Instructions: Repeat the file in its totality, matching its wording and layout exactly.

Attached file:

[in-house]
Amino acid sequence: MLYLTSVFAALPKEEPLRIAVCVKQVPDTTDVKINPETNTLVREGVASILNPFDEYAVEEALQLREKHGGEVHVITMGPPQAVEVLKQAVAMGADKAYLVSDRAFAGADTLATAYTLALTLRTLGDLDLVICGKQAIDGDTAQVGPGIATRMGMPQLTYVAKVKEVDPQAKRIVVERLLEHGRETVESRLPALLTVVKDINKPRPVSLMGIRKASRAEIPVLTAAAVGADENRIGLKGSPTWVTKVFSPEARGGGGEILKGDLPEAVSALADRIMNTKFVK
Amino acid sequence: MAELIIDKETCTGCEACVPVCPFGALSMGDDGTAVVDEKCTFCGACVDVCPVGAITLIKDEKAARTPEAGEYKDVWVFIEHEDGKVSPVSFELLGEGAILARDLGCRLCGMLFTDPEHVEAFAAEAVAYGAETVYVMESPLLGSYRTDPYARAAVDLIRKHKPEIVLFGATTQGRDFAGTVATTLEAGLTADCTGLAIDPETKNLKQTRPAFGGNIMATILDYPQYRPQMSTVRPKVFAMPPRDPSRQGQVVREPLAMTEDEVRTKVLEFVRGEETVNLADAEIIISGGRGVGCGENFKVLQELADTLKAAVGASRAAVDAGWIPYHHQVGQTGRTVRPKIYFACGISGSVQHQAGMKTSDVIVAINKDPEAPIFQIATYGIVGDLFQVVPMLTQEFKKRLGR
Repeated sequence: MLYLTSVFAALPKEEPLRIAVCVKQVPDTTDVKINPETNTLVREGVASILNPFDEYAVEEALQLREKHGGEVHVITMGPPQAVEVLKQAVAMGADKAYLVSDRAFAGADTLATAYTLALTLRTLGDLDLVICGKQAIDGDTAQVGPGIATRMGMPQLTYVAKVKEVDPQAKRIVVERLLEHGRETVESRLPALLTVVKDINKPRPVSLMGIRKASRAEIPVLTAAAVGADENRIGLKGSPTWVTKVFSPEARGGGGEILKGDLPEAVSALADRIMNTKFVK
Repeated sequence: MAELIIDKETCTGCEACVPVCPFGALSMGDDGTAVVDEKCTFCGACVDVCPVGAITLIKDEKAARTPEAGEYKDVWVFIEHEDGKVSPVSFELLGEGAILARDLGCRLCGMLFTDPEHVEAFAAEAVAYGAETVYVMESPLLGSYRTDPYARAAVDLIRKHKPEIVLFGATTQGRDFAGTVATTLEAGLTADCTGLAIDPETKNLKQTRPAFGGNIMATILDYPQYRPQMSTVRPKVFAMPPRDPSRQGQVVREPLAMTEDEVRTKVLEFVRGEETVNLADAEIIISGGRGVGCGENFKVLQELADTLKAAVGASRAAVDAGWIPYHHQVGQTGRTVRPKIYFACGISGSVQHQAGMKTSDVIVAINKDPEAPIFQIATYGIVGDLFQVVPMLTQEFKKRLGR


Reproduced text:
[in-house]
Amino acid sequence: MLYLTSVFAALPKEEPLRIAVCVKQVPDTTDVKINPETNTLVREGVASILNPFDEYAVEEALQLREKHGGEVHVITMGPPQAVEVLKQAVAMGADKAYLVSDRAFAGADTLATAYTLALTLRTLGDLDLVICGKQAIDGDTAQVGPGIATRMGMPQLTYVAKVKEVDPQAKRIVVERLLEHGRETVESRLPALLTVVKDINKPRPVSLMGIRKASRAEIPVLTAAAVGADENRIGLKGSPTWVTKVFSPEARGGGGEILKGDLPEAVSALADRIMNTKFVK
Amino acid sequence: MAELIIDKETCTGCEACVPVCPFGALSMGDDGTAVVDEKCTFCGACVDVCPVGAITLIKDEKAARTPEAGEYKDVWVFIEHEDGKVSPVSFELLGEGAILARDLGCRLCGMLFTDPEHVEAFAAEAVAYGAETVYVMESPLLGSYRTDPYARAAVDLIRKHKPEIVLFGATTQGRDFAGTVATTLEAGLTADCTGLAIDPETKNLKQTRPAFGGNIMATILDYPQYRPQMSTVRPKVFAMPPRDPSRQGQVVREPLAMTEDEVRTKVLEFVRGEETVNLADAEIIISGGRGVGCGENFKVLQELADTLKAAVGASRAAVDAGWIPYHHQVGQTGRTVRPKIYFACGISGSVQHQAGMKTSDVIVAINKDPEAPIFQIATYGIVGDLFQVVPMLTQEFKKRLGR
Repeated sequence: MLYLTSVFAALPKEEPLRIAVCVKQVPDTTDVKINPETNTLVREGVASILNPFDEYAVEEALQLREKHGGEVHVITMGPPQAVEVLKQAVAMGADKAYLVSDRAFAGADTLATAYTLALTLRTLGDLDLVICGKQAIDGDTAQVGPGIATRMGMPQLTYVAKVKEVDPQAKRIVVERLLEHGRETVESRLPALLTVVKDINKPRPVSLMGIRKASRAEIPVLTAAAVGADENRIGLKGSPTWVTKVFSPEARGGGGEILKGDLPEAVSALADRIMNTKFVK
Repeated sequence: MAELIIDKETCTGCEACVPVCPFGALSMGDDGTAVVDEKCTFCGACVDVCPVGAITLIKDEKAARTPEAGEYKDVWVFIEHEDGKVSPVSFELLGEGAILARDLGCRLCGMLFTDPEHVEAFAAEAVAYGAETVYVMESPLLGSYRTDPYARAAVDLIRKHKPEIVLFGATTQGRDFAGTVATTLEAGLTADCTGLAIDPETKNLKQTRPAFGGNIMATILDYPQYRPQMSTVRPKVFAMPPRDPSRQGQVVREPLAMTEDEVRTKVLEFVRGEETVNLADAEIIISGGRGVGCGENFKVLQELADTLKAAVGASRAAVDAGWIPYHHQVGQTGRTVRPKIYFACGISGSVQHQAGMKTSDVIVAINKDPEAPIFQIATYGIVGDLFQVVPMLTQEFKKRLGR